Mosses are small green plants that have thin stems and are densely covered with leaves approximately 1/16 to 1/8 inches long. Generally, moss grows together, forming a thick green mat. Moss takes away from the beauty of a well-maintained lawn and thus many homeowners wish to kill the nuisance plant.
Conditions Favoring Moss
Moss does not kill grass, but instead grows in areas where grass has become weak and thin. Consequently, moss growth is an indication that your lawn is unhealthy. Conditions that favor the growth of moss include low soil fertility, acidic soil, excessive shade, poor drainage, soil compaction, poor air circulation and excessive irrigation.
Moss can be killed using commercial moss killers, available at most lawn and garden stores. Effective moss killers include either iron sulfate or potassium salts of fatty acids. These chemicals kill moss and turn it brown or tan. Once the moss turns brown or tan, it can be raked off of your lawn using an iron rake or dethatcher. The area should then be re-seeded to prevent future growth.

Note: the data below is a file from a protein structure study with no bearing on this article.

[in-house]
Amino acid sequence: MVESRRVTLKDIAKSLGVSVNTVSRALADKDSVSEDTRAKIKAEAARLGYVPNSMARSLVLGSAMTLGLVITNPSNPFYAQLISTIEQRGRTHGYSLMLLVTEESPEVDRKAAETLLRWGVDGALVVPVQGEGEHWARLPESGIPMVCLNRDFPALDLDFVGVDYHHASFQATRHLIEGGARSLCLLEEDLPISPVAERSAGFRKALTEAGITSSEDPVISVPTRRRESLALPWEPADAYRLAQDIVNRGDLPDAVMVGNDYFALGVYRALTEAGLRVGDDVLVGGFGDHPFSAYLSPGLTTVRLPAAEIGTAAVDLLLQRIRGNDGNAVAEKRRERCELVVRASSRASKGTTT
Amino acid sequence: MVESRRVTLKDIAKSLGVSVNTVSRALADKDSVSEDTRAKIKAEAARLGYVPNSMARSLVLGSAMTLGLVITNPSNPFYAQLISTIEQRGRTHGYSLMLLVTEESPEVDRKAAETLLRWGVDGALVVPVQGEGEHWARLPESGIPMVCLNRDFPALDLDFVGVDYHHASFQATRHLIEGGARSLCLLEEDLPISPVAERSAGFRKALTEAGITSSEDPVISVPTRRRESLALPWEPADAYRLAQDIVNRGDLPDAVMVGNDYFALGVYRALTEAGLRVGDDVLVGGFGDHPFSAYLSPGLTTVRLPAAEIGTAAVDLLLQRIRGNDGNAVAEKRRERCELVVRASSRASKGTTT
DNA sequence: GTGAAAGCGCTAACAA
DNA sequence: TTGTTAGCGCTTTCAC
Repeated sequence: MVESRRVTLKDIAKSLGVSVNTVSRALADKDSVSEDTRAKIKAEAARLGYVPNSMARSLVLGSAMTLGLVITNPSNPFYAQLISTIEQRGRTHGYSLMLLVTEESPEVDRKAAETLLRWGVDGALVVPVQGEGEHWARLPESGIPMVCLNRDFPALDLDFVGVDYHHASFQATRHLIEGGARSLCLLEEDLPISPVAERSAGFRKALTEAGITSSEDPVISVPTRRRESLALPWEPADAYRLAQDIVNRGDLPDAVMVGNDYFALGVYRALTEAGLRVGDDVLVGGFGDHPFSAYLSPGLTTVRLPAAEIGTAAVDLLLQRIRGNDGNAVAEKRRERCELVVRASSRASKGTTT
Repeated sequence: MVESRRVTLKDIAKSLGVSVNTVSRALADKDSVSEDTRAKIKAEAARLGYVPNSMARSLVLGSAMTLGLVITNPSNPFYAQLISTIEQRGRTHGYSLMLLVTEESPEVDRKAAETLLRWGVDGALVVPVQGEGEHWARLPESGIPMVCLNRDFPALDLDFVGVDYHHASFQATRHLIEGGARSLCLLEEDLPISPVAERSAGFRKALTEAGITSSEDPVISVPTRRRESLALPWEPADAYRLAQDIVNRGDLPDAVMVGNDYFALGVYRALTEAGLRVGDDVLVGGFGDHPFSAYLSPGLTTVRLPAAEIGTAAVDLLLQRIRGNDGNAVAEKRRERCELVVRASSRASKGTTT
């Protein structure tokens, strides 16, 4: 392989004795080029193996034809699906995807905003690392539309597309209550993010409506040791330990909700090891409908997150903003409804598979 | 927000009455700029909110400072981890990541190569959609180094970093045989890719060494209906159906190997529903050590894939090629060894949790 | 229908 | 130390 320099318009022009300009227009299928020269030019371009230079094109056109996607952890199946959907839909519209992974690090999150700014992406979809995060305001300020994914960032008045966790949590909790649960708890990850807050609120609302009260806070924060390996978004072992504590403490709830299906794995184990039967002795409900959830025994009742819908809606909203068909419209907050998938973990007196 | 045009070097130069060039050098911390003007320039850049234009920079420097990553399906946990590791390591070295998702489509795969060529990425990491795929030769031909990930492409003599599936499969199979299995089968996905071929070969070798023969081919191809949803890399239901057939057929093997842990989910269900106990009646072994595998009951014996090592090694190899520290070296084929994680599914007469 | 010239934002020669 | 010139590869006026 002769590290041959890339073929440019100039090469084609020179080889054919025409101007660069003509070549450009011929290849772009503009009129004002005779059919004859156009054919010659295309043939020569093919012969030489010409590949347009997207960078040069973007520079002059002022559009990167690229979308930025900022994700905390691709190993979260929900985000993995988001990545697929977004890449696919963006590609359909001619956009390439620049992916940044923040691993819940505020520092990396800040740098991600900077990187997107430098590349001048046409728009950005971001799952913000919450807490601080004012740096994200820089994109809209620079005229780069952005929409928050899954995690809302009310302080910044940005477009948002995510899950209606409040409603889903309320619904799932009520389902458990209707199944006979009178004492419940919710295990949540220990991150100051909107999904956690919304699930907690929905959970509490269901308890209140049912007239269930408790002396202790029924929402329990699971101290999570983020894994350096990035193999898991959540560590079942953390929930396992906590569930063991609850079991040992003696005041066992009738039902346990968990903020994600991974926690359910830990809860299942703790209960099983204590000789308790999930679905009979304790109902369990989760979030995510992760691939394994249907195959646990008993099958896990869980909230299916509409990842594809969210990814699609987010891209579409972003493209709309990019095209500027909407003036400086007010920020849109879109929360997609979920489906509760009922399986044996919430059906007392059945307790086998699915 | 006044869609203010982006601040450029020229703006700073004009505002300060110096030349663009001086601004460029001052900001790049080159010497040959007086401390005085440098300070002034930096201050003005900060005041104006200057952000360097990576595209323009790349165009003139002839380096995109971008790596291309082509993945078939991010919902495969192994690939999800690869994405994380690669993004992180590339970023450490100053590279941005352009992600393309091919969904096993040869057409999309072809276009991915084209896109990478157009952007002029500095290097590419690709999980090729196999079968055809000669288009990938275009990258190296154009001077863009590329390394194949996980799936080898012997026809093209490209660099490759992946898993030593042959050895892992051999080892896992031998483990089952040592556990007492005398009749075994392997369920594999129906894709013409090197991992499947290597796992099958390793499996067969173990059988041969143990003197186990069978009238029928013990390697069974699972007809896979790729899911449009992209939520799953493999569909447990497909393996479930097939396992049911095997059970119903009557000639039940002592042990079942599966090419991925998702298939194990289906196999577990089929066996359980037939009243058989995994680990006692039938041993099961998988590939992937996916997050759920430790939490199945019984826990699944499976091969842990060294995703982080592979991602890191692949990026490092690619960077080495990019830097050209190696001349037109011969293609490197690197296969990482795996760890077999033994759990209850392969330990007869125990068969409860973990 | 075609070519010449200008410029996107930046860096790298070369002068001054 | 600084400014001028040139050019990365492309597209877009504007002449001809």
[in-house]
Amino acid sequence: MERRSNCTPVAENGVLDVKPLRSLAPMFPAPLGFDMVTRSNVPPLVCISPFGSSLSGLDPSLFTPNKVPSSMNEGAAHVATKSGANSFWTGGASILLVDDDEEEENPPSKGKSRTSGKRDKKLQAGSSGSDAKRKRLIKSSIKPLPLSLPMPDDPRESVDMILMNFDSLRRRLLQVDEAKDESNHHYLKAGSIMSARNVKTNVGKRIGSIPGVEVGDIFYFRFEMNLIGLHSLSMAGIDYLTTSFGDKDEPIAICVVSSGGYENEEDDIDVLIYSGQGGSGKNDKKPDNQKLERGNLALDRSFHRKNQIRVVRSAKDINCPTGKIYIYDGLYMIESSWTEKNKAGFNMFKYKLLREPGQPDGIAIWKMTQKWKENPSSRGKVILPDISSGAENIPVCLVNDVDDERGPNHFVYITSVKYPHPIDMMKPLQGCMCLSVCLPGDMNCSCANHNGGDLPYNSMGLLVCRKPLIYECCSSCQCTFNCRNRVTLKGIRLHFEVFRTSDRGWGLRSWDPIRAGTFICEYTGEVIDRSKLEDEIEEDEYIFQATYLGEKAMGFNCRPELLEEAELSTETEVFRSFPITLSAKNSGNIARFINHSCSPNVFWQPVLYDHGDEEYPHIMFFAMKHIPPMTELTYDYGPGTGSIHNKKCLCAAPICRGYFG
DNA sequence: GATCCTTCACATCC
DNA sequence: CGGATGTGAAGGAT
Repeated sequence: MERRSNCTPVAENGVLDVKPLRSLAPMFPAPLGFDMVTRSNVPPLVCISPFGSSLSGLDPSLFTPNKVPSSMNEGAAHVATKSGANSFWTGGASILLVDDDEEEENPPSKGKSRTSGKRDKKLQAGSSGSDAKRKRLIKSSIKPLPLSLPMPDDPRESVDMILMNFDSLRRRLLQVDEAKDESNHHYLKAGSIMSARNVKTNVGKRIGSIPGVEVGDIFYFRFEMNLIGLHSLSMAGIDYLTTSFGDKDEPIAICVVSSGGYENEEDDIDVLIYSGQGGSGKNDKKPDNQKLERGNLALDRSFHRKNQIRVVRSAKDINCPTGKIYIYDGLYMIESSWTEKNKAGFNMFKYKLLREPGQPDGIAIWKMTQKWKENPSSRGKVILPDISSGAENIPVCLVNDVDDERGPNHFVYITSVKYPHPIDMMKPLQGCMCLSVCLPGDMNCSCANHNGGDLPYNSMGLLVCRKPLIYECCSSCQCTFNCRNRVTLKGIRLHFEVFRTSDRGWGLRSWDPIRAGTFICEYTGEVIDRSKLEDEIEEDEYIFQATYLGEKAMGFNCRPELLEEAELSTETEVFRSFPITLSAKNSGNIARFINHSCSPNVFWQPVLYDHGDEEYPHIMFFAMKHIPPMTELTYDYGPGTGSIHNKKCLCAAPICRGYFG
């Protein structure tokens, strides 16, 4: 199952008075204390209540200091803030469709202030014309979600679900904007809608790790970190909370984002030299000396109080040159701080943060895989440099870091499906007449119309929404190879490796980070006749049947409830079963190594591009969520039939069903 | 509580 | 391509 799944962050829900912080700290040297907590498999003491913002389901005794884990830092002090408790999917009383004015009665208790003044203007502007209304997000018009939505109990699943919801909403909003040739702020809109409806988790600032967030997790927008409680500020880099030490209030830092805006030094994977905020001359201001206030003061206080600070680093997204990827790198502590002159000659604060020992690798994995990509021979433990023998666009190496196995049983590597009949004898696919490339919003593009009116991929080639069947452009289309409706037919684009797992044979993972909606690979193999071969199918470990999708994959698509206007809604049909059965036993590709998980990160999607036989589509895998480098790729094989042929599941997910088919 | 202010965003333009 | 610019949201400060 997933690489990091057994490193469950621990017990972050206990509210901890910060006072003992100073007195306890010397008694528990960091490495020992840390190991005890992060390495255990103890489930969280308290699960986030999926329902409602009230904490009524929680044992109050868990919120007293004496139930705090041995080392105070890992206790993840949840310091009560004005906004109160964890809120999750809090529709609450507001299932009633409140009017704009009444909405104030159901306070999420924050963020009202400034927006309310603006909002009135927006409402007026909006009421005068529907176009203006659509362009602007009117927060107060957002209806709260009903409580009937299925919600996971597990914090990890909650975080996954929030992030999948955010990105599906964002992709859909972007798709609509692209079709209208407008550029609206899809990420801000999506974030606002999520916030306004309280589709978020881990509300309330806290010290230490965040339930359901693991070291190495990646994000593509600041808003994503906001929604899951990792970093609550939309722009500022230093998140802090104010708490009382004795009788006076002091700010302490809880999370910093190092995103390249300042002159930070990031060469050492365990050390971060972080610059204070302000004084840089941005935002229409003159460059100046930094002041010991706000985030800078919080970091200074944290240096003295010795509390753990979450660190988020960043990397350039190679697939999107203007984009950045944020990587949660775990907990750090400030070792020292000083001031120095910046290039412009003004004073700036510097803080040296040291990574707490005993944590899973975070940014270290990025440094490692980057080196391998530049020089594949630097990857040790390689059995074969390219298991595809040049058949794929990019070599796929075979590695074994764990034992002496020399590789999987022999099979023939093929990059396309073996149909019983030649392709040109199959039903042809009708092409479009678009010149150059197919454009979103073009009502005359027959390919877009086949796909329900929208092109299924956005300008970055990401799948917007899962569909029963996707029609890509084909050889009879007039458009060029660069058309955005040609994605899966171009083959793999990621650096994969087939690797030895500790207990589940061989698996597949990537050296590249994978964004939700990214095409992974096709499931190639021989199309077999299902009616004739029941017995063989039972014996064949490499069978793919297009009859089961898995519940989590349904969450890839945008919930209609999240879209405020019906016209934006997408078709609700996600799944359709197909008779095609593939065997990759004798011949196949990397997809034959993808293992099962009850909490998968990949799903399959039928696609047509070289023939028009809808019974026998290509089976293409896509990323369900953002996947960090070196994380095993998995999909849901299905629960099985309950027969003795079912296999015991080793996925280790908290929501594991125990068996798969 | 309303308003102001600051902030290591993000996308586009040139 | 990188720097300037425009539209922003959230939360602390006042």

While moss killers get rid of moss, it is a temporary solution. You will need to improve the health of your lawn to avoid future moss growth. You can do several things to accomplish this. Apply a fertilizer at the right time, depending on the type of grass in your lawn, and at the the proper rate. Maintain a soil pH of 6.0 to 6.8. Prune trees and shrubs to avoid excessive shade, aerate your lawn to reduce soil compaction, correct areas of poor drainage, avoid excessive mowing and watering, and make sure the grass planted in your lawn is appropriate for the specific climate.
Limestone, available at most lawn supply stores, is commonly used to kill moss in lawns. Limestone, however, raises the pH level in your soil. Thus, depending on the pH level of your soil, limestone may actually promote moss growth and damage your lawn. When applying moss killer, follow the instructions on the package. Overuse can damage your lawn and some products may stain concrete and other non-lawn surfaces.
- Photo Credit moss image by Amjad Shihab from Fotolia.com
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